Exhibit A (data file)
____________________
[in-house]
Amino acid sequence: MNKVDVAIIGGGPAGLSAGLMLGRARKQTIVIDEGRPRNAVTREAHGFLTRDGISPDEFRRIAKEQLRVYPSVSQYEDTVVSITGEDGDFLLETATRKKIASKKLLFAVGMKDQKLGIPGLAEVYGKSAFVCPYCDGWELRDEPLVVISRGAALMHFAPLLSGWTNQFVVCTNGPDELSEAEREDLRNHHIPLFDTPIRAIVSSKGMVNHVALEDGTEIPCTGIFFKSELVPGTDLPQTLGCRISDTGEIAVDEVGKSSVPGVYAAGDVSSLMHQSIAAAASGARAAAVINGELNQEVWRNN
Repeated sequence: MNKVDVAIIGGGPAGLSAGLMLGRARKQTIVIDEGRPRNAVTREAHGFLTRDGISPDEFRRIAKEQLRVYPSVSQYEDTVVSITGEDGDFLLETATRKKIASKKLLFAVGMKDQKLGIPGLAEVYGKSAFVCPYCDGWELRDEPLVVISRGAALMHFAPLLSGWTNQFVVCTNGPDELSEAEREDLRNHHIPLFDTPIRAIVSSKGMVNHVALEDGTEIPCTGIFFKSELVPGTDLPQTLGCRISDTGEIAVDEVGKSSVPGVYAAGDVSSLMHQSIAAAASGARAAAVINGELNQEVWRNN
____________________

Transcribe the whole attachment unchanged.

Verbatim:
[in-house]
Amino acid sequence: MNKVDVAIIGGGPAGLSAGLMLGRARKQTIVIDEGRPRNAVTREAHGFLTRDGISPDEFRRIAKEQLRVYPSVSQYEDTVVSITGEDGDFLLETATRKKIASKKLLFAVGMKDQKLGIPGLAEVYGKSAFVCPYCDGWELRDEPLVVISRGAALMHFAPLLSGWTNQFVVCTNGPDELSEAEREDLRNHHIPLFDTPIRAIVSSKGMVNHVALEDGTEIPCTGIFFKSELVPGTDLPQTLGCRISDTGEIAVDEVGKSSVPGVYAAGDVSSLMHQSIAAAASGARAAAVINGELNQEVWRNN
Repeated sequence: MNKVDVAIIGGGPAGLSAGLMLGRARKQTIVIDEGRPRNAVTREAHGFLTRDGISPDEFRRIAKEQLRVYPSVSQYEDTVVSITGEDGDFLLETATRKKIASKKLLFAVGMKDQKLGIPGLAEVYGKSAFVCPYCDGWELRDEPLVVISRGAALMHFAPLLSGWTNQFVVCTNGPDELSEAEREDLRNHHIPLFDTPIRAIVSSKGMVNHVALEDGTEIPCTGIFFKSELVPGTDLPQTLGCRISDTGEIAVDEVGKSSVPGVYAAGDVSSLMHQSIAAAASGARAAAVINGELNQEVWRNN